The Oklahoma City bombing happened on Apr. 19,
1995. We visited the Oklahoma City National Monument and Museum--the
place where this disaster occurred. As we walked away from the museum I
was completely overwhelmed with the weight of all we had just absorbed.
Emotional and confused, I asked Andy, “How do I
write about this? There are so many stories, so much pain and violence,
so many victims and yet so much strength, peace and hope . . . How do I
tell all of it?”
Andy’s answer was simple and complete, “Just tell
the truth, Maricia. Tell what your heart says.”
The truth is a harsh and yet hopeful thing.
Scripture tells us that the truth will set us free. The truth in what I
saw today is that terrorism, violence and hatred shattered a city, tore
apart a state and shook a nation. One hundred and sixty-eight people
were killed--including 19 children. More than 700 were injured. One act,
one day, mere moments, and lives were changed forever.
“Death and despair had washed over me until I felt
someone take my hand. The human touch revived me.” These are the words
of a victim of the violence. Wow. Doesn’t that scream the power of
people? The human touch . . . that is truth. The power of an embrace,
the comfort of a hand squeeze, the serenity in a hug--that is the story
being told. Death and despair were transformed at the touch of a human
hand. Hope and help were offered in the face of a stranger.
As I walked through the museum, I watched more than
the displays. I watched the people. Some were tourists, some were
students, but a few walked a little slower. A few lingered a little
longer. Were they still mourning? Did they lose someone they loved? Were
they here to remember?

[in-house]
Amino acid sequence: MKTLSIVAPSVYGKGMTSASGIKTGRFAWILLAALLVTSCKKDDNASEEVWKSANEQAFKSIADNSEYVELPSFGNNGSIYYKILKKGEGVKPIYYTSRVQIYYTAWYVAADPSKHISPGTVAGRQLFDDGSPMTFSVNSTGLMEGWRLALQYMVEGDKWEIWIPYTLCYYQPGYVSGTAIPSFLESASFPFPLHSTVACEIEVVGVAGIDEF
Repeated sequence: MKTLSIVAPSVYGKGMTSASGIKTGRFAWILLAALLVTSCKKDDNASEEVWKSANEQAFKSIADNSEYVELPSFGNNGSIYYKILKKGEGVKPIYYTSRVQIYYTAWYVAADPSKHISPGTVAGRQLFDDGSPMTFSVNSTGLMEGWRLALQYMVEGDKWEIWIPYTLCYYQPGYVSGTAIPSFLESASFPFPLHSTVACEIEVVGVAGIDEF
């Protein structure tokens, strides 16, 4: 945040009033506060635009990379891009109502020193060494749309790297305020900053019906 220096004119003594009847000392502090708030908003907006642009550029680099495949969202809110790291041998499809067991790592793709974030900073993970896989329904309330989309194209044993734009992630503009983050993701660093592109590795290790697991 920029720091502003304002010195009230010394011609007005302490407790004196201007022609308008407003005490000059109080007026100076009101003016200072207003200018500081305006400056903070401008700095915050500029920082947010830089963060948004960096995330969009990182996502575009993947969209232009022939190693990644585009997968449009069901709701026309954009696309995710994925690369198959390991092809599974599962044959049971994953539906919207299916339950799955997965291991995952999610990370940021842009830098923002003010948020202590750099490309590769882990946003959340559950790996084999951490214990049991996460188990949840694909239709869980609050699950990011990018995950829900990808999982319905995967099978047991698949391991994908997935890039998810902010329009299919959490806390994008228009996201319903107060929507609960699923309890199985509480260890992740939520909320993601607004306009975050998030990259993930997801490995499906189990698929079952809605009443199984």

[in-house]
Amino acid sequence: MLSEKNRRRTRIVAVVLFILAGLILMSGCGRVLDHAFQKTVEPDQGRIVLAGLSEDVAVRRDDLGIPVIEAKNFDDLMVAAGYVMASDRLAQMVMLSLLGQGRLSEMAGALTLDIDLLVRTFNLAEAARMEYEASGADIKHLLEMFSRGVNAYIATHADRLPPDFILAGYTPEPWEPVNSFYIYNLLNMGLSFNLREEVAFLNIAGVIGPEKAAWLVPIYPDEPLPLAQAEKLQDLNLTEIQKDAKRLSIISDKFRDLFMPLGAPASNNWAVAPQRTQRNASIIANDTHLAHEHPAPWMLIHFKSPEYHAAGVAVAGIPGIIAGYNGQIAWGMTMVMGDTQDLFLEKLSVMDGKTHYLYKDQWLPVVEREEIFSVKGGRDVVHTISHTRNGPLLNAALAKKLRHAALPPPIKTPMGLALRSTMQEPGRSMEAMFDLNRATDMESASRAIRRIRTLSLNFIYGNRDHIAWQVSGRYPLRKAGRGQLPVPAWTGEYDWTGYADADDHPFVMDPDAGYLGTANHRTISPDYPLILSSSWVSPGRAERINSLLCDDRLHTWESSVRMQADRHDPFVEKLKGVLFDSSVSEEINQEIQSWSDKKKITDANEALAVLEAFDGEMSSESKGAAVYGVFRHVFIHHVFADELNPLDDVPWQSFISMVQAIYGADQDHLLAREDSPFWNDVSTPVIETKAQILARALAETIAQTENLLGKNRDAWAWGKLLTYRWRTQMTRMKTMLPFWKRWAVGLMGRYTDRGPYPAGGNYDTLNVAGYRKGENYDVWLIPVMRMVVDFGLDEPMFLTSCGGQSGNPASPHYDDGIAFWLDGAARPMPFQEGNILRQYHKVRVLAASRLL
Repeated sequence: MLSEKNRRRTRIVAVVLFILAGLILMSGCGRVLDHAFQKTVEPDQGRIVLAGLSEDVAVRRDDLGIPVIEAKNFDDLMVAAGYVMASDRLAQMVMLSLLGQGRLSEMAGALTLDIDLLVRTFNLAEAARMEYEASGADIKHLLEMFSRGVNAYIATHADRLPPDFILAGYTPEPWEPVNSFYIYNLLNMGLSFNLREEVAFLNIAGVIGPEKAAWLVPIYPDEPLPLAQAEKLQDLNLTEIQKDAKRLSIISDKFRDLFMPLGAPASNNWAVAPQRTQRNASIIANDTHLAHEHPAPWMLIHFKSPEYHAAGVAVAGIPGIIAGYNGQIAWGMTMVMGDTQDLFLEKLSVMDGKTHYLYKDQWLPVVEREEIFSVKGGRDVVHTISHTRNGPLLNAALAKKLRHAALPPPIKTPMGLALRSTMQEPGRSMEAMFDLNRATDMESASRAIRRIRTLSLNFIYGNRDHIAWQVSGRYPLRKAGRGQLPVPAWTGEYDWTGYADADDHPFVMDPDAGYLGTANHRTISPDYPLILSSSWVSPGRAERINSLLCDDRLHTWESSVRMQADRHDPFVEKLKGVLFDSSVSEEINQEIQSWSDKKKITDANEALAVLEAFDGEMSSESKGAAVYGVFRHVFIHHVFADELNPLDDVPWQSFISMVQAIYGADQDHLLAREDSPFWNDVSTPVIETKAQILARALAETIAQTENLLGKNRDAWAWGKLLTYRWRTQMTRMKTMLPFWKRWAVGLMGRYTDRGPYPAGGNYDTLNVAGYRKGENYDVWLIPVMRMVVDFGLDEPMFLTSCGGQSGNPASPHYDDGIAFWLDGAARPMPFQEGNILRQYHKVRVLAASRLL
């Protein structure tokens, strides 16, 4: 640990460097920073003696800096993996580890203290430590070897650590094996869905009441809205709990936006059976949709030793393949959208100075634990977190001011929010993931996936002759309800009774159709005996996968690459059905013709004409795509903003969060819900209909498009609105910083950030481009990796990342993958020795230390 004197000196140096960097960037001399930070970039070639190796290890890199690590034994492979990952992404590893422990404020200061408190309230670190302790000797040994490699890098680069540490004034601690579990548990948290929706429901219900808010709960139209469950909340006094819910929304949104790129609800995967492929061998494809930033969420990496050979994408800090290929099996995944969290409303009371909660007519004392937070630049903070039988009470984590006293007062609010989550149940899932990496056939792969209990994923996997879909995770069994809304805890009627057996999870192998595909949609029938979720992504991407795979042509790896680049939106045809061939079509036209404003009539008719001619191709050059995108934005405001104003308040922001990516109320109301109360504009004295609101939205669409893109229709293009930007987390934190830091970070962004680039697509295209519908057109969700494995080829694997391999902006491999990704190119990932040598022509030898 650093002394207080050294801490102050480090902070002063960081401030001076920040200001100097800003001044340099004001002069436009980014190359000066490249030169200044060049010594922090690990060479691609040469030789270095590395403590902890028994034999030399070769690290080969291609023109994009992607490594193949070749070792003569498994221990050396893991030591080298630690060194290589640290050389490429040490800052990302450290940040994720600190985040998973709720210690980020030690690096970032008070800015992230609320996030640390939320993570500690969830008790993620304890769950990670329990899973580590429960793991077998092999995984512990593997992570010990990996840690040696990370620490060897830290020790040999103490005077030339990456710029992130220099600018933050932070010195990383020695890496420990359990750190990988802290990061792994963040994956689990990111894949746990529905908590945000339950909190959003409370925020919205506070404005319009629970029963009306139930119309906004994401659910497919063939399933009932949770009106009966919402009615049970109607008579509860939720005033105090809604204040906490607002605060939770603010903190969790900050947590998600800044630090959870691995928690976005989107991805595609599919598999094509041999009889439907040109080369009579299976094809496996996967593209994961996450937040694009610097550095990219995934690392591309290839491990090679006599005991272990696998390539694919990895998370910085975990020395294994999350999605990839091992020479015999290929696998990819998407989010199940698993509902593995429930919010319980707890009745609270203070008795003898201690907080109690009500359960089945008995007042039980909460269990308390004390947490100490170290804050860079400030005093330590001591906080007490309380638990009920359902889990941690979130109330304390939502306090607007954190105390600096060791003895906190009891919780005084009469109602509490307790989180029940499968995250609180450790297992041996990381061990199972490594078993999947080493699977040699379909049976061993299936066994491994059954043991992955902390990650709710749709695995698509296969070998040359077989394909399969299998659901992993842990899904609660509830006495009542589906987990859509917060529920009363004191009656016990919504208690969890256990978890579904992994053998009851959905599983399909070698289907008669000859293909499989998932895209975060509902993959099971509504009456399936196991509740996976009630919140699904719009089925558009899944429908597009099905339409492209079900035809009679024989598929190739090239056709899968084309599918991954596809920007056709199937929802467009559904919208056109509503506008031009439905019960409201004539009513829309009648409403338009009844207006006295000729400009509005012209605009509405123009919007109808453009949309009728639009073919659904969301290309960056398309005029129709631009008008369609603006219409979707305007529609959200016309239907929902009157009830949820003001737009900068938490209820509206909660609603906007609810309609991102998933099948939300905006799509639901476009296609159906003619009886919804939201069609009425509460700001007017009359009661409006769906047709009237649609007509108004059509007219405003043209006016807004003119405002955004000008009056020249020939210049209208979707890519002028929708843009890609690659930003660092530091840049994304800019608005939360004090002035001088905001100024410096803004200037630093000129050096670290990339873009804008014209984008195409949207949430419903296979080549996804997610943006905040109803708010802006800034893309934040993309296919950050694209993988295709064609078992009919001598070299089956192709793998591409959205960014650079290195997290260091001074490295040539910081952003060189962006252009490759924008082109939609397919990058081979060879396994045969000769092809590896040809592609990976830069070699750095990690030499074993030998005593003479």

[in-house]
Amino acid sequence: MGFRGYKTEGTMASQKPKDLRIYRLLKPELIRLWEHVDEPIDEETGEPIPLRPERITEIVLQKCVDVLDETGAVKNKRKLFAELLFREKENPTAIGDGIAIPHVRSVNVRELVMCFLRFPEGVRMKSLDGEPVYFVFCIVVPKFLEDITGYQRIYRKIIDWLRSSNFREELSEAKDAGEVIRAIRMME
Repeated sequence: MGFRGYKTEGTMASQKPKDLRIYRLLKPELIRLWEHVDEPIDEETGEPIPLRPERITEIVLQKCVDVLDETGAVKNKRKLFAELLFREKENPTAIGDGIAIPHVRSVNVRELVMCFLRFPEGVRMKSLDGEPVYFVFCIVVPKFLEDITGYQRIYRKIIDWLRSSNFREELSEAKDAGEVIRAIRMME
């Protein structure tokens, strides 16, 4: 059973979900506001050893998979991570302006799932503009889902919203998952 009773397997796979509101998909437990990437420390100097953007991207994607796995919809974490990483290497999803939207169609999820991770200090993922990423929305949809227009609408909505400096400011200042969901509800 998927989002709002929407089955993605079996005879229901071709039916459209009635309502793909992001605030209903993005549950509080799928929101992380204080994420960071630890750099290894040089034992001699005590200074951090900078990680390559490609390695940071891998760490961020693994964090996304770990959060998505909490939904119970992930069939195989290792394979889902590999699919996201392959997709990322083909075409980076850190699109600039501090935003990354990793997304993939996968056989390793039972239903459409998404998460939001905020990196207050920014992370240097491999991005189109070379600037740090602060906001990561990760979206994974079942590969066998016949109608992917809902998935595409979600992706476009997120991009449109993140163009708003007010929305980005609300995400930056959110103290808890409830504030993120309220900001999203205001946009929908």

Andy wears a Killed in Action bracelet. It is
inscribed with the name of a fellow soldier and friend who was killed in
Iraq. I have asked him, “Why do you want to be reminded of that tragedy?
Why do you want to think about that loss every time you look at your
wrist and every morning you place that bracelet there?”
His answer to all my questions was, “It’s not that
I want to remember the tragedy. It’s that I never want to forget.”
Wives and mothers didn’t return home. Husbands and
sons were lost forever. Children and babies were never given the chance
to grow, lose that first tooth, have the first day of school, or go off
to college. What is the truth in all of this?
You have walked through that valley. You have lost
someone. You have felt the despair of death and the destruction of
emptiness in your heart. We share more than the bond of human touch. We
share the impact of love and loss. Just as you ache for one more
moment--one more smile--one more anything--so do all of those still
mourning their loss on Apr. 19, 1995.
Tonight, as you lay your head on your pillow,
remember the similarities between you and Oklahoma City. Pray for those
still aching. Death and despair are powerful forces, but we possess
something more powerful--each other. Human touch and love can not be
defeated. The truth of this will set you free.
My prayer for you is that you may know that truth.
May the truth of God’s love and our love for one another sustain us
through all of life’s valleys. We may not want to remember that life can
change in mere moments, but it can--and we must not forget.